Posted: June 26, 2012
The full text of the Tentative Agreement with PG&E was recently mailed to all Local 1245 members at PG&E, along with the following letter from Business Manager Tom Dalzell.
Dear Local 1245 Member at PG&E,
Inside this special edition of the Utility Reporter you will find the complete text of our tentative agreement with PG&E for a new three-year Physical agreement and a new three-year Benefits agreement. You will also find summaries of the two agreements.
On approximately June 20th we will mail you a ballot. Ballots will be counted on July 25, so please return yours by then.
After the historic turn-out and strong rejection of the company’s November offer, we went back to the drawing board. We surveyed our members to identify causes of concern, and conducted seven extensive focus groups with members specifically on the medical insurance issue. With the information and understanding that we gained from the surveys and focus groups, we returned to the table.
The agreement that you are now being asked to vote on is different from the previous package in several ways.
It is a tentative table agreement, while the last vote was on a combination of tentative agreements and company proposals.
Your negotiating committee remained neutral on the last, best, and final offer from November, but recommends this package.
As for the agreement itself, there are changes in major issues.
Regular Clerical and Physical Employees - Benefits
Pension: There are two major changes in the proposed pension. First, the Company agrees that it will not in any future negotiations seek to transition current employees to the cash balance plan except in the event of serious and substantial changes in the law. Second, the company added a sixth band to the contribution level for employees with combined age and service of 80 or greater. The comparability of the proposed cash balance plan as modified with the current final-pay plan was verified by the Segal Company, a national union-side actuary.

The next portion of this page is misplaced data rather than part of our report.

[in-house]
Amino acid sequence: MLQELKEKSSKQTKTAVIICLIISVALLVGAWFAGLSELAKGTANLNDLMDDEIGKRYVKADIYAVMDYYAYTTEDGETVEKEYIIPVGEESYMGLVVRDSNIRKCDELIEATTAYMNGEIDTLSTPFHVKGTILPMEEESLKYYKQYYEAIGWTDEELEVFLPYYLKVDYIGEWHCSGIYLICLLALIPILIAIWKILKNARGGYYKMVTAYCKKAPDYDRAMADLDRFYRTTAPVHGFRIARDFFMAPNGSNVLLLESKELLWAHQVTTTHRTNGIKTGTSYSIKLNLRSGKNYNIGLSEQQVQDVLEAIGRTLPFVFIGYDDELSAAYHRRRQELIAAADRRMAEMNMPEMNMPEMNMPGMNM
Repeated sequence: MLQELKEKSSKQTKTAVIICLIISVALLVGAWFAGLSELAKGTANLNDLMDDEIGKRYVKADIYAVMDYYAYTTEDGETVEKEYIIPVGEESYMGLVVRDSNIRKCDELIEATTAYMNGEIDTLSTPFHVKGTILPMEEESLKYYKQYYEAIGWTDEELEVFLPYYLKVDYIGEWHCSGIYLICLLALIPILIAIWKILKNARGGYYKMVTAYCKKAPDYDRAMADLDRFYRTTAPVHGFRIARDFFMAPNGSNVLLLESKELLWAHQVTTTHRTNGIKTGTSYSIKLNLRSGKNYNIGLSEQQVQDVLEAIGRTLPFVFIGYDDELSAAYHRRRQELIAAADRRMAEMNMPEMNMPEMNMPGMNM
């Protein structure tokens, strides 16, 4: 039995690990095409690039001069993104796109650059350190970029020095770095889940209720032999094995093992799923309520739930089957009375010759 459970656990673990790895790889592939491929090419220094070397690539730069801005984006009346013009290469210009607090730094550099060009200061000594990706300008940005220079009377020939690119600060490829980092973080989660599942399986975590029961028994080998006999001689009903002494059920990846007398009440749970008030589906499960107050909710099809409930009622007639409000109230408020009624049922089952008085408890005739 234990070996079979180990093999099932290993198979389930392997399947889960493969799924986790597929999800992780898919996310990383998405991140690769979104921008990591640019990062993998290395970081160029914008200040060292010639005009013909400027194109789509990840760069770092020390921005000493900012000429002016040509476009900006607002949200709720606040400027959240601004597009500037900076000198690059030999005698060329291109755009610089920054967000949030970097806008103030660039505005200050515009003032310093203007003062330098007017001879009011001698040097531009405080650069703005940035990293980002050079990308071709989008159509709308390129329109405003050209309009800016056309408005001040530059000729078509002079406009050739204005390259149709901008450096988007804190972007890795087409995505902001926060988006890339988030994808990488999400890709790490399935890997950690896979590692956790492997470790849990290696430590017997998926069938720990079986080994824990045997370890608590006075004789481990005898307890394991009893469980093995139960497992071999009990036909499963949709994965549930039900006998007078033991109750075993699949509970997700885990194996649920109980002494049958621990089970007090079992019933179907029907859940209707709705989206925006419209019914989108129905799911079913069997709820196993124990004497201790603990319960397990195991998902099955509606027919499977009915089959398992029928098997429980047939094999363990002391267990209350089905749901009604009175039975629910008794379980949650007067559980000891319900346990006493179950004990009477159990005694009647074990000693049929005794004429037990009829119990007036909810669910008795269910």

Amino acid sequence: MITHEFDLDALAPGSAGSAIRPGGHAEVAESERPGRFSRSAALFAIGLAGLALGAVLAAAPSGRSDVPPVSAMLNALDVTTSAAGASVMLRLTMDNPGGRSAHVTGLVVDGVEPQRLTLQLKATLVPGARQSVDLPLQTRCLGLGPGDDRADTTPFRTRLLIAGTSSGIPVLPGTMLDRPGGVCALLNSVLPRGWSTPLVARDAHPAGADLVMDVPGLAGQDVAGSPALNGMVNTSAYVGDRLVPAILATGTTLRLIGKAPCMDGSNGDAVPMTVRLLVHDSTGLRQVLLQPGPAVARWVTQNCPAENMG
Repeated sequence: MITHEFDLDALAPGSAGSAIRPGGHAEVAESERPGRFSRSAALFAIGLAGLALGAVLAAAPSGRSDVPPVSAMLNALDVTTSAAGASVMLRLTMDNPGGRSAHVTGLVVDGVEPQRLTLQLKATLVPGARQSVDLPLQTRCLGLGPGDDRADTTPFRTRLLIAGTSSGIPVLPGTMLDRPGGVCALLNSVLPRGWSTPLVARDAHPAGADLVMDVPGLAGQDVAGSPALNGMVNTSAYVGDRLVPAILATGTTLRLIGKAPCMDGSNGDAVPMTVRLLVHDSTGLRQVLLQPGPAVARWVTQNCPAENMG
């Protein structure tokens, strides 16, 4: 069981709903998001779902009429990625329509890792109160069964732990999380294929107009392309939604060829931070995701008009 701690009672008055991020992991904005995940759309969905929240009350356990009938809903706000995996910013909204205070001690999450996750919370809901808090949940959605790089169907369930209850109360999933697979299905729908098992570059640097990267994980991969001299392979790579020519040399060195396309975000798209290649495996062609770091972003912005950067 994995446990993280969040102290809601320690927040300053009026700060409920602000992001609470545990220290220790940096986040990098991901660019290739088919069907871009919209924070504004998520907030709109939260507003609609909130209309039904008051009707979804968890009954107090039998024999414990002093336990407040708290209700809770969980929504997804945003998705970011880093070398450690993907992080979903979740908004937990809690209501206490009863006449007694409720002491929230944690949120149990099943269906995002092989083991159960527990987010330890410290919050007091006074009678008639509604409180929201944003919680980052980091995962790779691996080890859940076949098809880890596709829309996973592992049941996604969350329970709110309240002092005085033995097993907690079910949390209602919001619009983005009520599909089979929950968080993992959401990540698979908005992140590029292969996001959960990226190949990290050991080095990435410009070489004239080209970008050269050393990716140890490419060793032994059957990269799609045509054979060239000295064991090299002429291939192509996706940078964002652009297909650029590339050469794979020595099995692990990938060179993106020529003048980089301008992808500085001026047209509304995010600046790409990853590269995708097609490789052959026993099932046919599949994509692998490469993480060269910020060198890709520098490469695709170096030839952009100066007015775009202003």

Medical: The combination of free services, HRA, deductible, and maximum out of pocket remains, with changes in each. Seven free medications for mental health treatment were added, as well as an improved benefit for outpatient behavioral health treatment. The amount placed in an employee’s HRA has been increased through incentives. If an employee takes a short health risk assessment and is tobacco free or completes a tobacco cessation program, the Company will contribute enough into the HRA to pay the entire deductible. Further, low-wage employees will receive an additional $500 a year in their HRA. Lastly, the Company has agreed that for nine years the deductible, out-of-pocket maximum, HRA amount, and percentage of coinsurance will not change – an unprecedented guarantee of stability in plan design.
Regular and Hiring Hall Physical Employees
CDL: The Company has agreed that the $.29 an hour premium will be applied to an additional 2,000 employees who have and use CDL’s but who are not now receiving the annual $600 CDL premium.
Meals: All Company proposals on meals are off the table. The Company will immediately suspend the requirement of an itemized receipt and the contractual menu restrictions on all meals of $30.00 or less. All meals issues will be referred to a committee. If that committee can’t reach agreement, meals issues may be referred to arbitration.
LA 10-36: This agreement immediately suspends Letter Agreement 10-36. Safety discipline issues will be referred to a committee. If there is no resolution, the matter may be referred to arbitration or the union may cancel the Letter Agreement.
The wage proposal for the physical bargaining unit remains at 2.75% for all three years, retroactive to 1/1/12. While this is a historically low wage increase, it remains equal to or better than any other wage settlement at a west coast utility and for this year at least exceeds the increase in the consumer price index.
If our members reject this package, all existing benefits and contract terms will continue through 2012. We will return to the table in the fall for negotiations for a new agreement that would go into effect in 2013. In late 2012 either party could then serve notice to terminate the agreement on December 31, which would make a strike or a lock-out in the Physical unit, and/or imposition of the company’s new offer possible, if unlikely.
At a very difficult time in our country’s economic and financial history, this agreement is quite progressive. We believe that it merits your consideration and a yes vote.
Tom Dalzell, Business Manager